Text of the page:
From the Ground Up
In Lewis Carol’s Through the Looking Glass, Alice finds a world that is familiar, and yet not quite right. After reading a poem in the looking-glass world, she notes: “Somehow it seems to fill my head with ideas -- only I don't exactly know what they are!” Seeing something we don’t quite understand gets us thinking.
People stare as I kneel in puddles with a tripod-mounted camera pointing at the ground. I am staring too, but at the shapes and tones and textures in my looking-glass world. This world is in a city. That’s where I live. It’s a place in which almost every square inch has been utilized for some human purpose. A landscape made from the earth, its ingredients separated and reconfigured to form a new urban world. In From the Ground Up I use reflections to explore this world, looking down to see what’s up.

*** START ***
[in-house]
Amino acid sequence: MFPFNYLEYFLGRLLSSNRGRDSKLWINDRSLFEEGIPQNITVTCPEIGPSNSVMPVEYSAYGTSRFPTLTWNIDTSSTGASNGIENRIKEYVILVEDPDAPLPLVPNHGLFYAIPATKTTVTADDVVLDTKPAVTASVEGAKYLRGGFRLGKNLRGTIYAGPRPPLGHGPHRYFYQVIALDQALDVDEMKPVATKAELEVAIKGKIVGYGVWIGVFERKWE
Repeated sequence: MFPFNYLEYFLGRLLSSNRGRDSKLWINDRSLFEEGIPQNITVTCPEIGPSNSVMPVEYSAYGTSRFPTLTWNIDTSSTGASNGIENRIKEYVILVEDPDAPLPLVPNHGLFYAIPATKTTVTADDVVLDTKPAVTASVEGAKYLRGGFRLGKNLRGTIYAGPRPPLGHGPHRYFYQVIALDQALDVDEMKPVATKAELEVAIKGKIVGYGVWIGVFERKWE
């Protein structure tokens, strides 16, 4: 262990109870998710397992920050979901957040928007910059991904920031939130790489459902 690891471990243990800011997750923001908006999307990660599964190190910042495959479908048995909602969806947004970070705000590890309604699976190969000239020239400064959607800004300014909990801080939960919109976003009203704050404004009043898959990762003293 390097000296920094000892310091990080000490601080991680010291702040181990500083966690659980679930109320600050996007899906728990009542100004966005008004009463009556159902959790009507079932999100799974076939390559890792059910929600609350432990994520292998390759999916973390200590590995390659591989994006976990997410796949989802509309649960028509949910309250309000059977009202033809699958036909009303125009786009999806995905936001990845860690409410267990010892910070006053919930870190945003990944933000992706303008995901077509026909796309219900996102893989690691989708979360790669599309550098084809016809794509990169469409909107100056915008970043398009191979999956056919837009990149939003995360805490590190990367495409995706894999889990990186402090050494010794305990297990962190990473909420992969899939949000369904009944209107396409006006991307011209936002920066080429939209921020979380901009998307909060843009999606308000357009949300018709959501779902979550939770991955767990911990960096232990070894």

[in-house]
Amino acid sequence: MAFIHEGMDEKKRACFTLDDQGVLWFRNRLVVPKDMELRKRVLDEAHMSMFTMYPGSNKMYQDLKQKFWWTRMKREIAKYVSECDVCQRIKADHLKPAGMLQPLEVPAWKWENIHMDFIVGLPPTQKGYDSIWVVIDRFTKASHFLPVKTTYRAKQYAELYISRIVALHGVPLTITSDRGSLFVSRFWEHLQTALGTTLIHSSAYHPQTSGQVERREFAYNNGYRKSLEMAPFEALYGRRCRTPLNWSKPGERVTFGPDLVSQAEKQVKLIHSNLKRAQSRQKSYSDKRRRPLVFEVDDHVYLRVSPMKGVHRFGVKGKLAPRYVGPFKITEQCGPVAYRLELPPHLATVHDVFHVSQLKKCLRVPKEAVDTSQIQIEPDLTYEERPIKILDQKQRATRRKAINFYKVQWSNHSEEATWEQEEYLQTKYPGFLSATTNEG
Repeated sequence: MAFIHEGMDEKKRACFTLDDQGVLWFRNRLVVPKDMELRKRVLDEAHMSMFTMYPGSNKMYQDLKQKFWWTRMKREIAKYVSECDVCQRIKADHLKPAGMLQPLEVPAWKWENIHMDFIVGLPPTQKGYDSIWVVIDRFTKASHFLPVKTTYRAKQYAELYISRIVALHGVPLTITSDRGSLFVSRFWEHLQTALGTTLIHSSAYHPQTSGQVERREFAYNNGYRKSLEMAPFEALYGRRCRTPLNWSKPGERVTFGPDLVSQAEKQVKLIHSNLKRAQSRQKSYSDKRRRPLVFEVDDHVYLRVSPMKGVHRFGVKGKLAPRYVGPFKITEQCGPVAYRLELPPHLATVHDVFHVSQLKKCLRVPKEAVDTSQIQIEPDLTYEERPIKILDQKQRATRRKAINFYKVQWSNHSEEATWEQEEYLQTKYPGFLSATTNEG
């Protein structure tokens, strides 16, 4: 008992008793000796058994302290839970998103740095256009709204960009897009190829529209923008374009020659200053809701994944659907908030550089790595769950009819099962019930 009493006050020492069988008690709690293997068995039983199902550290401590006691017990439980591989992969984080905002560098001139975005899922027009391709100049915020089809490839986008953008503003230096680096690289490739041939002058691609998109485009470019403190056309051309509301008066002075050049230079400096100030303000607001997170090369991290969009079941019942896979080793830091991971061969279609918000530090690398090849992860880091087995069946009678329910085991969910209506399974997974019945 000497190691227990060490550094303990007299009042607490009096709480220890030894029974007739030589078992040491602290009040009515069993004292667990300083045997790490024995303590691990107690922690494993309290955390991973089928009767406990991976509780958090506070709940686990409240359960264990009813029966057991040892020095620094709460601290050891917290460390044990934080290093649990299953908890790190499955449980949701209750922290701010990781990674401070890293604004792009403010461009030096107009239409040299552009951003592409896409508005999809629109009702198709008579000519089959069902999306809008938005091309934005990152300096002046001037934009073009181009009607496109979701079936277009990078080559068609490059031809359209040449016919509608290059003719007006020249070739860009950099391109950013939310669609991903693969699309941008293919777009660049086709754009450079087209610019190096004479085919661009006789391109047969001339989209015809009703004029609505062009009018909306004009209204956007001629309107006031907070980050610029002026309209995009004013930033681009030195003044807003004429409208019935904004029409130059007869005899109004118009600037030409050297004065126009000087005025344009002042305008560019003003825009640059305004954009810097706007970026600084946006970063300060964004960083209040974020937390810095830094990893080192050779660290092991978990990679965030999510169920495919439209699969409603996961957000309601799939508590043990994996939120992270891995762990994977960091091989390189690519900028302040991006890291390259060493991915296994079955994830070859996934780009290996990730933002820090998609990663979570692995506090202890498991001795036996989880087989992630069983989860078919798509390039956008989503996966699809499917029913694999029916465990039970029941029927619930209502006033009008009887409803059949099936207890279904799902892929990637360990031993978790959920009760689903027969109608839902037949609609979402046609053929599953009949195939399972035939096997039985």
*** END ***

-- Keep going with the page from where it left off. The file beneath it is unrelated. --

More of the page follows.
When I stare at puddles I find myself gazing at skyscrapers. They are improbable structures. A fraction of a mile high, they deposit an unthinkable weight on a small plot of land. When the wind blows, they are subjected to house-crushing forces. Why don’t they topple over? In a city I walk in their shadows and sleep in their heights. To do this, I must suspend disbelief. That’s how I deal with things I don’t quite understand. I suspend disbelief.
In the shadow of the city I use long exposures to permit small apertures and enough depth of field to allow both the surface texture and the distant reflection to be in focus. I have chosen to create images in black and white. I think this enhances their dream-like quality. Digital is a wonderful media for black and white photography. There is tremendous freedom with the manipulation of light curves and the mapping from color to tones in the digital darkroom, and I use this to give emphasis to foreground textures, and to create the mood I want to convey.
Elliott Erwitt once said of photography: "I've found it has little to do with the things you see and everything to do with the way you see them."